Proposition 13

June 6th, 1978,  the ballot initiative Proposition 13, "People's Initiative to Limit Property Taxation" was passed.

Prior to Proposition 13, the property tax rate throughout California averaged a little less than 3% of  market value, coupled with no cap on ad valorem charges. (Ad valorem refers to taxes based on the assessed value of property. ) 

Proposition 13

Under Prop 13, property tax value was rolled back and frozen at the 1976 assessed value level. Property tax increases on any given property were limited to no more than 2% per year as long as the property was not sold. Once sold, the property was reassessed at 1% of the sale price, and the 2% yearly cap became applicable to future years. This allowed property owners to finally be able to estimate the amount of future property taxes, and determine the maximum amount taxes could increase as long as they owned the property.

Specific Features of Proposition 13

  • One Percent Rate Cap. Proposition 13 capped, with limited exceptions, ad valorem property tax rates at one percent of 100% full cash value at the time of acquisition.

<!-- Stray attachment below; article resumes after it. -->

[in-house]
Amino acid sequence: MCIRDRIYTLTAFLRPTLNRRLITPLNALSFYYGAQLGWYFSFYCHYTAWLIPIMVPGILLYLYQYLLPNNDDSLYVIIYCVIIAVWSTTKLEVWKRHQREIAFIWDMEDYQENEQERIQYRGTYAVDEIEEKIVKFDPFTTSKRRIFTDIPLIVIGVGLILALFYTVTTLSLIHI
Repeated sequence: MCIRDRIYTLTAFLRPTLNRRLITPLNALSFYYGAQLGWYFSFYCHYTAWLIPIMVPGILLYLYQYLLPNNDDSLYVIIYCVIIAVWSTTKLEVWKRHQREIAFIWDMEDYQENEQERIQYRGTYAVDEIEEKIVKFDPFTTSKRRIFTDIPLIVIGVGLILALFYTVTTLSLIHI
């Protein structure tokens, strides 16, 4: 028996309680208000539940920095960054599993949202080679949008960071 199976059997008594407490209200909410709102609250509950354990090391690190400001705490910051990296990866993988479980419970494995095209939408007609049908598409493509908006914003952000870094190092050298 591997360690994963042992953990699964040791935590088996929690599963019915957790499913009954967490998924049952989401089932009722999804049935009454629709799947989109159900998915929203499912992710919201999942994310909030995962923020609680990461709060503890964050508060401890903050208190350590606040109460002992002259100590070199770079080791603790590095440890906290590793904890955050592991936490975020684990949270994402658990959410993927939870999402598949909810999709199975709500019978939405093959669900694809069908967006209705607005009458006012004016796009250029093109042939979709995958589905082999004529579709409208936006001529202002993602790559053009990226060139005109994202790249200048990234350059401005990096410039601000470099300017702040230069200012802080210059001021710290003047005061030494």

• Assessment Rollback. Proposition 13 rolled back property values for tax purposes to their 1976 level.
  • Responsibility for Allocating Property Tax Transferred to State Proposition 13 gave state lawmakers responsibility for allocating property tax revenues among local jurisdictions.
  • Reassessment Upon Change of Ownership. Proposition 13 replaced the practice of annually reassessing property at market value with a system based on cost at acquisition. Under Prop. 13, the property is assessed for tax purposes only when it changes ownership. As long as the property is not sold, future increases in assessed value are limited to an annual inflation factor of no more than 2%.
  • Vote Requirement for State Taxes. Proposition 13 requires any measure enacted for the purpose of increasing state revenues to be approved by a two thirds vote of each house of the legislature.
  • Voter Approval for Local “Special” Taxes. Proposition 13 requires taxes raised by local governments for a designated or special purpose to be approved by two-thirds of the voters.